Proptech Growth Strategy Brief Newsletter

Lyvly Growth Strategy

Lyvly aims to improve long-term coliving with nicer spaces and vetted roommates.

"Grain of Salt" Warning: I write this newsletter with an outsider's understanding of the business in question. I am likely to make mistakes, leaps of judgement, and assumptions - that's what makes it fun.

Want your company featured? Get in touch here.

Like many of real estate tech's emerging subverticals, coliving has had a bumpy ride on it's mission to live up to it's early press and promise.

Over the last few years, companies seeking to tackle the space have fallen into tackling one of three core problems - consolidating the marketplace to make coliving spaces easier to find, improving the spaces themselves, or solving roommate vetting and matching.

That said, the most successful startups in the space have combined all three core problems in interesting ways. Some have figured out that combining operating spaces with a managed marketplace allows them to create a real experience and brand, and other have figured out that niching into a particular geo area or brand allows them to attract people who will mesh well together, which increases margins and extends LTV.

They may all be startups, but they're still real estate companies. That means the market can't be dominated by first to market like it is in software. Real estate moves too slowly for that. What we're seeing is long-term coliving operators like Common and The Collective work to dominate specific cities and expanding slowly, alongside short-term coliving operators like Outsite and now Selina build broad networks to allow users to move between them.

Lyvly is a long-term coliving operator aiming and dominating the London coliving market by building out a broad swathe of residential coliving spaces across the city. Here's how I think they could unlock new levels of growth.


Any conversation about finding tenants should begin with existing rental marketplaces. Only once this channel is exhausted or you're forced to begin paying for placement is it worth pursuing other options.

There are dozens of apartment marketplaces serving London, so I would start by focusing on the ones that likely serve your niche best and expand from there. Format listings in such a way that they might push users to check out Lyvly's website, as this will be a significant differentiator amongst independent rooms for let.

Once these channels produce diminishing returns, build neighbourhood landing pages that optimize on long tail keywords that Lyvly has a good chance to rank with. The current ones are hidden in the app, so the chance to rank for "House Share in Brixton, London" is out the window. Once build, experiment with paid search to find out if the economics of these long-tail keywords are favourable.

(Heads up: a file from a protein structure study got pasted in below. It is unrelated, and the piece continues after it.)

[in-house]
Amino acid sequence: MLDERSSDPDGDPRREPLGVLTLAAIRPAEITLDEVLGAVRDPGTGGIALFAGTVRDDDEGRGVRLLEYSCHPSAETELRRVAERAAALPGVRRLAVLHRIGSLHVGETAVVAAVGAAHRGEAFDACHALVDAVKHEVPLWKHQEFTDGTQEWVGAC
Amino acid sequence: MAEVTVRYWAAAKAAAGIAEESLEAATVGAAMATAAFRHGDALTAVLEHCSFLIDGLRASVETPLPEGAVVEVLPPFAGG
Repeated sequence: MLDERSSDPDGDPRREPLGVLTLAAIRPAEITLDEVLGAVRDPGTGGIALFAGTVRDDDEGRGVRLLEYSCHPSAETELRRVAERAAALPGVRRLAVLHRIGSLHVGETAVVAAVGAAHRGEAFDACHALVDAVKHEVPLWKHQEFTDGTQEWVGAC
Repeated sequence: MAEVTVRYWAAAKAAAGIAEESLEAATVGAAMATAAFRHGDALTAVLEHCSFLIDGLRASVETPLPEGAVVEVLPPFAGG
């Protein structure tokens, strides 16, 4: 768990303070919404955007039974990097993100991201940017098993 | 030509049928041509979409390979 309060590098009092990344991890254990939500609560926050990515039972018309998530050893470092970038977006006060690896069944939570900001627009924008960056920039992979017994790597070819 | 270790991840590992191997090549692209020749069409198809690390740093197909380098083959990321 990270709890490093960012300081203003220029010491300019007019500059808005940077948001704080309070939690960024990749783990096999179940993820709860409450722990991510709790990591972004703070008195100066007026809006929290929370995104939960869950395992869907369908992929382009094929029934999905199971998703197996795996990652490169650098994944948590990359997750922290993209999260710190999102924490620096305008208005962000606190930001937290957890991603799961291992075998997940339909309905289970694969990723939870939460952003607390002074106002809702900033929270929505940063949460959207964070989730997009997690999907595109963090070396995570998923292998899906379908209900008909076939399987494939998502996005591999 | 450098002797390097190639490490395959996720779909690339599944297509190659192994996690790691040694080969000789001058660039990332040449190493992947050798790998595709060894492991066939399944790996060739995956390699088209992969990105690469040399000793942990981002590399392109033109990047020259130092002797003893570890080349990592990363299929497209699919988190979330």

Sonder uses Airbnb to drive lead acquisition, which subtly pointing users to their own site

👋 Hey reader,
Colin here. If you're building or growing a real estate or hospitality tech company, you should sign up to my newsletter Proptech Growth Strategy Brief. Every week, I write a 3-point growth strategy for a real estate or hospitality startup, just like this one. Join the fun!


Lyvly asks users for their moving date and age before surfacing inventory. This is likely a big mistake.

Why? For one, they're already asking users to input information - they might as well capture contact info at this stage to be able to nurture web visitors into the future.

Alternatively, they shouldn't ask for any info at all. The move-in date severely restricts the housing inventory that surfaces, making it feel as though there aren't many Lyvly spaces. If this is the route they choose, it would be better to allow users to see all homes in all neighbourhood, and capture all their information at once when they "apply" to view availability. This should help them build a healthy top of funnel, and should make it easier to sell alternative locations should a spot open up.

Lyvly makes users submit their move in date and age before displaying room inventory

Aside from availability, Lyvly needs to refine who they're for. House sharing margins are thin, but they can be greatly improved when a company changes the marketing frame. Customers aren't living with them because it's cheaper than living alone - they do it because the people they meet make it worth it.

To make this work, Lyvly needs to refine their personas and make it clear who they're looking for, so the message about who you'll be surrounded by comes through to prospective tenants.

Outsite makes it very clear who it's for and who you'll meet when you visit one of their spaces


Long-term tenancy is one of the biggest consumer LTVs there are, so leaning into referrals is so important. Lyvly should offer significant and accruing referral bounties, and offer bonuses for tenants to find their own replacement when they decide to move out.

Once Lyvly refines who they're for, they can leverage their city-wide network to offer access to exclusive community events (for networking and socializing) and local perks (like gym discounts and bar happy hours). The goal here should be to make tenants feel like they're losing more than just their flat when they move out - they're losing their social circle, too.

That's it for today.  Thanks for reading!

If you know someone who might enjoy these case studies please forward them this email. Anyone new can sign up here.

See you in two weeks,


Want to build an always-on growth engine?

I help SaaS, hospitality and real estate tech companies acquire and activate their best customers. Curious what I can do for you? Let's talk!

Contact Me